Kemp, campaigning in the state this weekend for the 12th time in the past year, said he was untroubled by the critics. He said it is "too early" to go through the machinations of choosing delegates and that the Michigan process seems as if it were designed by Rube Goldberg. He said he is glad the MOS did not use his name in appealing to voters because to do so might create problems with the Federal Elections Commission -- a concern, he said, that did not apply when his name was liberally used on MOS material to recruit delegates.
The MOS and Kemp do have a special legal concern. The MOS is not a federal political action committee, and Kemp for the moment is a candidate for Congress, not for president.
The Bush and Robertson efforts are being funded now by presidential exploratory committees -- meaning money they spend will be counted against 1988 campaign limits -- and so they no longer need to play the double game of pretending they are involved in party-building and not presidential politicking.
But even without legal worries, the Robertson organization has also decided to play down Robertson's likely candidacy. State Freedom Council head Marlene Elwell said the delegate candidates they recruited have been instructed, when they knock on doors, to talk about traditional values, judges and school board members -- not about Pat Robertson.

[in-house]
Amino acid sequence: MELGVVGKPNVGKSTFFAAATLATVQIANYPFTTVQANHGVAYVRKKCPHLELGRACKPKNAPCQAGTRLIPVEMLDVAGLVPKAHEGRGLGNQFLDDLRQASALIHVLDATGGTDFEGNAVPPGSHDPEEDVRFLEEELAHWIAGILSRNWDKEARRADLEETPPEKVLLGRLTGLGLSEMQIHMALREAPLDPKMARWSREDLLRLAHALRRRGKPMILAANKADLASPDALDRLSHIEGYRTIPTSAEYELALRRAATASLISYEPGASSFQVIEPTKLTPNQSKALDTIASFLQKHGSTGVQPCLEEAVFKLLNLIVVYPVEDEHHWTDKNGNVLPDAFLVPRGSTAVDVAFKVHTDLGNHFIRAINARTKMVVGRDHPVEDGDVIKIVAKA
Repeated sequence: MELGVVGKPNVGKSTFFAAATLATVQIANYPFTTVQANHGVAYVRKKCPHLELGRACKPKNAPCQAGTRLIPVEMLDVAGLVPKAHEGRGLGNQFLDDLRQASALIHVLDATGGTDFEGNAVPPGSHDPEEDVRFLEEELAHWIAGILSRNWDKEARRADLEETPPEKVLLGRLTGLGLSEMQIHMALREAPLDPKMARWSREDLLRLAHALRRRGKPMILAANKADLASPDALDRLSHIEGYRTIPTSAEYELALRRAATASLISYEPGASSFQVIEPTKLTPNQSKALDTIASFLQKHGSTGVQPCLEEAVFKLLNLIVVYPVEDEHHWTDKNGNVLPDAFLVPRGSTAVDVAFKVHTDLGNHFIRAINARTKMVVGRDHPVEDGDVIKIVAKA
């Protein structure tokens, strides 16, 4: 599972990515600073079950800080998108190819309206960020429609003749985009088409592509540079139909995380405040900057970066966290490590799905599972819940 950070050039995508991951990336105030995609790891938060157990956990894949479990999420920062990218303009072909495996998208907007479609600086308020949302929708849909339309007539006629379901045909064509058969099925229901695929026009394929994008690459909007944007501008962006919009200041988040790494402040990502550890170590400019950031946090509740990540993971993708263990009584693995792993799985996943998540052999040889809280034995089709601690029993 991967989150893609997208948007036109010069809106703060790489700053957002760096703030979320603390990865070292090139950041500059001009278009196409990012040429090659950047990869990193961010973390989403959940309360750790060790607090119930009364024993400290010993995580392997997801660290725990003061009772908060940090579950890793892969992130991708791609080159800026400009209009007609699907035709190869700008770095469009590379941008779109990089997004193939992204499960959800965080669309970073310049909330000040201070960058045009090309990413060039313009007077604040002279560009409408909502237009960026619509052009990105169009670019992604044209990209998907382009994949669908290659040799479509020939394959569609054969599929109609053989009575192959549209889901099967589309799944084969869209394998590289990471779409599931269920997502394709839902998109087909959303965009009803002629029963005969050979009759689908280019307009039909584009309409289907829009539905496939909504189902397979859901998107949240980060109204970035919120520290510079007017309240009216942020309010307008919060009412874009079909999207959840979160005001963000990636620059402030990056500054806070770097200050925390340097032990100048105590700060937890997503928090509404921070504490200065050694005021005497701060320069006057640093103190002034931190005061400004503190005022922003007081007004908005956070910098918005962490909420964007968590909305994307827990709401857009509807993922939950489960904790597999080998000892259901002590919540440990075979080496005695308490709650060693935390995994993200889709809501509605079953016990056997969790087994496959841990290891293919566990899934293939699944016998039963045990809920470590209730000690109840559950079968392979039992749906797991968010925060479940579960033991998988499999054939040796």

Here again, some poll data may be instructive. A Detroit News survey of 800 Michigan voters -- Democratic and Republican -- showed that 57 percent disapprove of the idea of Robertson running for president and 74 percent said they are unlikely to vote for him.
The poll also asked about the value of political endorsements from 10 individuals or institutions. The Michigan Chamber of Commerce led the list with a plus-24 rating. Michigan Right to Life received a plus-four. The AFL-CIO got a minus-two. And Robertson was last at minus-21.
The people taking the greatest comfort from these surveys are the operatives at the Fund for America's Future, Bush's PAC. Having been surprised and upstaged in the spring by Robertson's strong showing in the recruitment drive, they are pulling out all the stops to recoup.
They have already done one targeted mailing to likely Republican voters from the vice president, and a second from state and local party leaders is expected next week. They are recruiting write-in candidates to run in about 1,000 precincts. And although Bush is in the Middle East, his recorded voice has been calling GOP activists for weeks, thanking them for their interest.